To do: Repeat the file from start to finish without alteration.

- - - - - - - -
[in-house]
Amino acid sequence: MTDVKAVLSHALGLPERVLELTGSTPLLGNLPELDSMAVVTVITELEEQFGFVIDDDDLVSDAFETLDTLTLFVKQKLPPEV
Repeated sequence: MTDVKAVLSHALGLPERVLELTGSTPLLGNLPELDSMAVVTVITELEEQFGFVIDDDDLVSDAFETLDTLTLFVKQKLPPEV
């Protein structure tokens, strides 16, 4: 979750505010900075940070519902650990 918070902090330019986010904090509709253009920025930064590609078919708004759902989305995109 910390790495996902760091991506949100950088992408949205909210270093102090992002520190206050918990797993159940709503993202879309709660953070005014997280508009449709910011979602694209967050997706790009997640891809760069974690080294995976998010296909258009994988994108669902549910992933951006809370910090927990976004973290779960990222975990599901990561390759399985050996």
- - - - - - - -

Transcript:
[in-house]
Amino acid sequence: MTDVKAVLSHALGLPERVLELTGSTPLLGNLPELDSMAVVTVITELEEQFGFVIDDDDLVSDAFETLDTLTLFVKQKLPPEV
Repeated sequence: MTDVKAVLSHALGLPERVLELTGSTPLLGNLPELDSMAVVTVITELEEQFGFVIDDDDLVSDAFETLDTLTLFVKQKLPPEV
């Protein structure tokens, strides 16, 4: 979750505010900075940070519902650990 918070902090330019986010904090509709253009920025930064590609078919708004759902989305995109 910390790495996902760091991506949100950088992408949205909210270093102090992002520190206050918990797993159940709503993202879309709660953070005014997280508009449709910011979602694209967050997706790009997640891809760069974690080294995976998010296909258009994988994108669902549910992933951006809370910090927990976004973290779960990222975990599901990561390759399985050996």